Elton John has racked up a ton of name hits: “Lady Samantha,” “Levon,” “Daniel,” “Chloe,” “Nikita,” “Emily,” and “Little Jeannie.” Kiss serenaded special ladies in both “Beth” and “Shandi,” while Lady Gaga paid her own respects to people with a certain name in “Alejandro” and “Joanne.”
Regardless of how I feel about the grunge classic that bears mine, I must give it credit for changing my life in one important way. After years of having friends greet me by singing “Jeremiah was a bullfrog” (from Three Dog Night’s dreadful “Joy to the World”), Pearl Jam’s “Jeremy” at least saw to it that would never happen again.
So Good They Also Got More Than One Great Song
Angie (The Rolling Stones, Helen Reddy’s “Angie Baby”)
Alison (Elvis Costello, Pixie’s “Allison”)
Amanda (Don Williams, Waylon Jennings, Boston)
Caroline (Fleetwood Mac, Concrete Blonde, Neil Diamond’s “Sweet Caroline”)
Carrie (Cliff Richard, Europe, The Hollies’ “Carrie Anne”)
Christine (Morris Albert, KISS, Siouxsie and the Banshees, The House of Love, OMD, Luscious Jackson, Motörhead, Christine and the Queens)
Daniel (Elton John, Anne Murray’s “Danny’s Song,” “Danny Boy”)
Jane (Stevie Nicks, Jefferson Starship, Jane’s Addiction’s “Jane Says,” and Aerosmith’s “Janie’s Got a Gun”)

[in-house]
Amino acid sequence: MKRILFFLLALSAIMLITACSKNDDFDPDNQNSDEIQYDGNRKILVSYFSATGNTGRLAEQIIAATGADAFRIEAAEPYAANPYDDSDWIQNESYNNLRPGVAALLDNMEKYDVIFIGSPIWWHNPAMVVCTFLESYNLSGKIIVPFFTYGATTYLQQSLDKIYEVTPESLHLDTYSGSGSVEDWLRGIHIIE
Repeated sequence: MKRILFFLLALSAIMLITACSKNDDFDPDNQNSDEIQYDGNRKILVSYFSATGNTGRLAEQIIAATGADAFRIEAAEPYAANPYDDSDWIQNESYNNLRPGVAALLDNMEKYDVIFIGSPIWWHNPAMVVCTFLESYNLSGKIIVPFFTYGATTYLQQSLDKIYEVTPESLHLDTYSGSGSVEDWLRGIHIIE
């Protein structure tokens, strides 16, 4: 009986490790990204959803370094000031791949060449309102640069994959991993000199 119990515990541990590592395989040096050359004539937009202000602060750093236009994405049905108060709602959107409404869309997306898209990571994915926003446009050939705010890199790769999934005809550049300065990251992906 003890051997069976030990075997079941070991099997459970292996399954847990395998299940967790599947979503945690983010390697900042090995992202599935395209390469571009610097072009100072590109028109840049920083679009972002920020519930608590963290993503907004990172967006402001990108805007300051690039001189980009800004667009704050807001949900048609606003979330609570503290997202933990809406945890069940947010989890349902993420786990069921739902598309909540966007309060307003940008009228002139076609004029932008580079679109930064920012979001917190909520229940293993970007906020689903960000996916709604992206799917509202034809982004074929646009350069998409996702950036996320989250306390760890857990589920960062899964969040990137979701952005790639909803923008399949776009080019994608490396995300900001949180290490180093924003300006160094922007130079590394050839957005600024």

Jesse (Roberta Flack, Carly Simon, Rick Springfield’s “Jessie’s Girl,” Madonna’s “Dear Jessie”)
Joey (Bob Dylan, Concrete Blonde)
Johnny (Randy Crawford, Prefab Sprout’s “Johnny Johnny,” the rock & roll classic “Johnny B. Goode”)
Laura (Leon Ashley and numerous cover artists, Ray Peterson’s “Tell Laura I Love Her,” Christopher Cross’s “Think of Laura)
Maria (Marty Robbins, Blondie, B.W. Stevenson’s “My Maria,” and Santana’s “Maria Maria”)
Mary (Sarah McLachlan, “Proud Mary” by Creedence Clearwater Revival and Ike and Tina Turner, The Monkees’ “Mary Mary”)
Mickey (Toni Basil, The Miracle’s “Mickey’s Monkey”)
Patches (Dickey Lee, Clarence Carter)
Roxanne (The Police, UTFO’s “Roxanne, Roxanne”)
Suzanne (Leonard Cohen, Journey)
Valerie (Steve Winwood, Mark Ronson Featuring Amy Winehouse)
Song Titles That Probably Didn’t Come from a Baby Name Book
“Almaz” Randy Crawford
“Belle” Al Green
“Bernadette” Four Tops
“Candy” Iggy Pop
“Carey” Joni Mitchell
“Delilah” Tom Jones
“Dudley” Yeah Yeah Yeahs
“Fanny (Be Tender with My Love)” Bee Gees
“Guinnevere” Crosby, Stills and Nash
“Janine” David Bowie
“Jolene” Dolly Parton
“Layla” Eric Clapton
“Lola” The Kinks
“Luka” Suzanne Vega
“Mathilda” Freddy Fender
“Natacha” Love and Rockets
“Shameika” Fiona Apple
“Sussudio” Phil Collins
“Veronica” Elvis Costello
It Takes Two
“Frankie and Johnny”: The pop classic that inspired “Frankie & Johnny,” a standout track from the 1993 album Terence Trent D’Arby’s Symphony or Damn.
“Jack and Jill”: Raydio and Ray Parker Jr.’s 1978 breakthrough hit.
“Suzy & Jeffrey”: the B-side of Blondie’s 1981 chart-topper “The Tide Is High.”
“Jack and Diane”: John Mellencamp’s only number-one single.